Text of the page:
Prison informant’s lie about Brittany Drexel changed Timothy Taylor’s life forever

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MYRTLE BEACH, SC (WBTW) – For years, the public believed that Timothy Taylor was involved in the abduction, sexual assault, murder and dumping of a missing teenager in an alligator pit.

The problem is that none of this was true.

“The case of Timothy Taylor is indeed tragic, but it is not uncommon,” said Eli Menegakis, the company’s founder and CEO. South Carolina for criminal justice reform.

The FBI has named Taylor a person of interest to the Britney Drexel case in 2016 after a prison informant said Taylor killed and raped her. Drexel, a 17-year-old girl from Rochester, New York, was vacationing in Myrtle Beach when she went missing in 2009.

Her body was found earlier this month in a wooded area in Georgetown County after officials said Raymond Moody confessed to kidnapping, raping and then strangling Drexel to death.

Taylor’s team reiterated that he was innocent from the start, saying Taylor, who was then 16, was in the classroom at the time of the crime. Documents published in 2018 showed that he did not pass the polygraph test, which is known to be unreliable and is generally not allowed to be presented as evidence in court.

Taylor, who had already served his sentence after being charged with robbery at the state level, was then charged at the federal level with the same crime. His lawyers suggested that he was charged with additional charges because the FBI wanted him to drop information about Drexel’s disappearance in exchange for a milder sentence.

He has never been charged with Drexel’s disappearance.

Taylor’s mother said she lost her job, that the family received death threats and that the charges cost them emotionally and financially.

Asked by News13 whether Taylor was still involved, the FBI said that “the man we believe is responsible for Britain’s murder has been charged” and that it must follow all indications.

Although Taylor’s name was cleared, “the damage was done,” This was stated at a press conference last week by Taylor’s mother.

“His name and face will forever be associated with Brittany Drexel because of lies,” she told a news conference. “This pain cannot be put into words. We do not feel relieved. We are angry that it took so long. “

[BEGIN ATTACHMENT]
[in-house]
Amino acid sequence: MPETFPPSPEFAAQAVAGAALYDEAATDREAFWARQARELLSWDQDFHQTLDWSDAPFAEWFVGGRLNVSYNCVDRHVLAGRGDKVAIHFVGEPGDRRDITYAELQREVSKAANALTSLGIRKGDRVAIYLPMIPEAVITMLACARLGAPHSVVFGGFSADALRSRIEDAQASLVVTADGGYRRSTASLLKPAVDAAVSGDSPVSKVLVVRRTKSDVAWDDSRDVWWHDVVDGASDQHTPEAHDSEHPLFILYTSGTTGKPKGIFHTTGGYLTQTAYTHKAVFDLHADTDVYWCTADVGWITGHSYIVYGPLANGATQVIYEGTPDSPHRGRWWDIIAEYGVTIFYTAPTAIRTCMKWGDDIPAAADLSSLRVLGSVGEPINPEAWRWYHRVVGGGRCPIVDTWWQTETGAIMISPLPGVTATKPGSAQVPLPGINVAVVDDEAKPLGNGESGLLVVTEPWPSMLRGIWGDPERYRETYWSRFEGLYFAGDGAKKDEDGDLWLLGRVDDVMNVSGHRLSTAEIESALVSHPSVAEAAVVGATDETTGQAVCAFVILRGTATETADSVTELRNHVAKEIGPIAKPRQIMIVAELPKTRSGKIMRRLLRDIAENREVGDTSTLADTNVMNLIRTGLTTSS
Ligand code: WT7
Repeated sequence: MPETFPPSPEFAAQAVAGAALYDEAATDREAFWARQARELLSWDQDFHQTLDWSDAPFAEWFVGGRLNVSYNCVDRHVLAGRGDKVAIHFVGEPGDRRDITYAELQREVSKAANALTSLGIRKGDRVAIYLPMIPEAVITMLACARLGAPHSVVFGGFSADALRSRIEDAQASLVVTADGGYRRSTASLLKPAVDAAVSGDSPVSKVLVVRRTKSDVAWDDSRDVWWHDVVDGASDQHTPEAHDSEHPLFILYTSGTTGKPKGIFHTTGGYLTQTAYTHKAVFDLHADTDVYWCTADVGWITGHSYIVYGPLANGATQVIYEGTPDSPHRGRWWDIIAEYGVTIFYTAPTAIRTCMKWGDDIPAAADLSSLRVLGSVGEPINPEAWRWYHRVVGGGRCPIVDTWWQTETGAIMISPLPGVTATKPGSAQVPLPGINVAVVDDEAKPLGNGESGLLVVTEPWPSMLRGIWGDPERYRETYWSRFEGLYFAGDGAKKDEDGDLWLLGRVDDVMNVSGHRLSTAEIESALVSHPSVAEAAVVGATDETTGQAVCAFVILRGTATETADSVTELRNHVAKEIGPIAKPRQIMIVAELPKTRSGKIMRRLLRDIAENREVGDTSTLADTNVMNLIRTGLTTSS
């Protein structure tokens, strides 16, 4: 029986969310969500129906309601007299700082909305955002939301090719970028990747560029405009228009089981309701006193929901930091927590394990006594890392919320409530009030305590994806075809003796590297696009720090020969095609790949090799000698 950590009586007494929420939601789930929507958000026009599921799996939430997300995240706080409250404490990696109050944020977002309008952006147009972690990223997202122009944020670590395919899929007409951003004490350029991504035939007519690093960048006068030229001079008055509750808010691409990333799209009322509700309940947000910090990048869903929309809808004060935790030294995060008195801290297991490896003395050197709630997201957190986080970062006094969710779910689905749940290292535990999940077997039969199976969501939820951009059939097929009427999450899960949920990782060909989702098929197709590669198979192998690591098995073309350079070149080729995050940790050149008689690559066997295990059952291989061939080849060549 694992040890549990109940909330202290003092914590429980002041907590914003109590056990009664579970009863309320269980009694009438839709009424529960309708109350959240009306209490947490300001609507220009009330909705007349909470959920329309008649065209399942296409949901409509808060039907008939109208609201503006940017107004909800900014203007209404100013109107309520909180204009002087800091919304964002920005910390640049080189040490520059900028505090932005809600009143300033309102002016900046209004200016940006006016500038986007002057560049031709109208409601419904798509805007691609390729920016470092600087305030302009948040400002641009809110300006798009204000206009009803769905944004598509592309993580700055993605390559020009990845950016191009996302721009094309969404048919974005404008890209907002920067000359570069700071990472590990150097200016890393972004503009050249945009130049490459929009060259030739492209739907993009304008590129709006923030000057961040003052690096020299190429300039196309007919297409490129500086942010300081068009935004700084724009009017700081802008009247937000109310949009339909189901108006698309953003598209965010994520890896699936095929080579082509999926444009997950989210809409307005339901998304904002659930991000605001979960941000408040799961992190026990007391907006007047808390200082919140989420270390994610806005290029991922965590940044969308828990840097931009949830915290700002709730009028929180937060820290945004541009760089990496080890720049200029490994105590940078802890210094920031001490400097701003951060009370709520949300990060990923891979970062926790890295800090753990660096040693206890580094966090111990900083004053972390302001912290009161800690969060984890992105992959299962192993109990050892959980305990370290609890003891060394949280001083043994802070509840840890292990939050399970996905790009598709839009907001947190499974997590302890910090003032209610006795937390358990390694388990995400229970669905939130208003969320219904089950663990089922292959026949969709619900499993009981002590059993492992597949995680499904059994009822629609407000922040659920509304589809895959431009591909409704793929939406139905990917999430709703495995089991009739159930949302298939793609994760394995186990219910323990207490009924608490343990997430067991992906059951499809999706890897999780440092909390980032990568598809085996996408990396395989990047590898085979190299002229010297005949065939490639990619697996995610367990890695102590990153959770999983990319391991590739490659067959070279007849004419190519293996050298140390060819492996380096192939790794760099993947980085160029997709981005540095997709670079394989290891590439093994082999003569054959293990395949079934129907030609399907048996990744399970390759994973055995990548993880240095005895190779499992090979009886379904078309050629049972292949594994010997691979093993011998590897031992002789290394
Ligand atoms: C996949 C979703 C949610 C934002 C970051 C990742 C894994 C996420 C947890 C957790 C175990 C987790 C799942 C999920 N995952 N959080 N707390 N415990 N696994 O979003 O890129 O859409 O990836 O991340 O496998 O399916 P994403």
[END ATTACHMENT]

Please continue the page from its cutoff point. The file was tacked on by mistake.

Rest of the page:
False testimonies of a prison informant are not uncommon. According to the national nonprofit, nationally, about 21 percent of death row inmates were jailed informants, and 17 percent of DNA-based acquittals were convicted. The project of innocence.

Probably, this figure is even higher due to the fact that after the conviction, the burden was shifted to the defense to prove that their client is innocent.

“It’s an absolutely difficult battle, and once you get an illegal conviction, it’s incredibly difficult to overturn that sentence,” said Rebecca Brown, director of innocence.

She said the testimony of an informant in prison is often used as a filing when there is no evidence in a case, especially in courts about murder and the death penalty. She said it is an unregulated system where witnesses are encouraged to lie to get a lighter sentence or better prison conditions.

The Innocence project insists on a reform that includes the creation of databases so that officials can identify ordinary informants. A prisoner who has testified in several courts, Brown said, must raise eyebrows for both sides in the case. The tracking system will also help the defense investigate the credibility of witnesses.

According to her, one informant was sexually abused of children and testified in many cases of the death penalty.

But these testimonies are rarely given as part of a vendetta.

“I think most of the time you’re dealing with someone behind bars who’s trying to improve their conditions,” Brown said.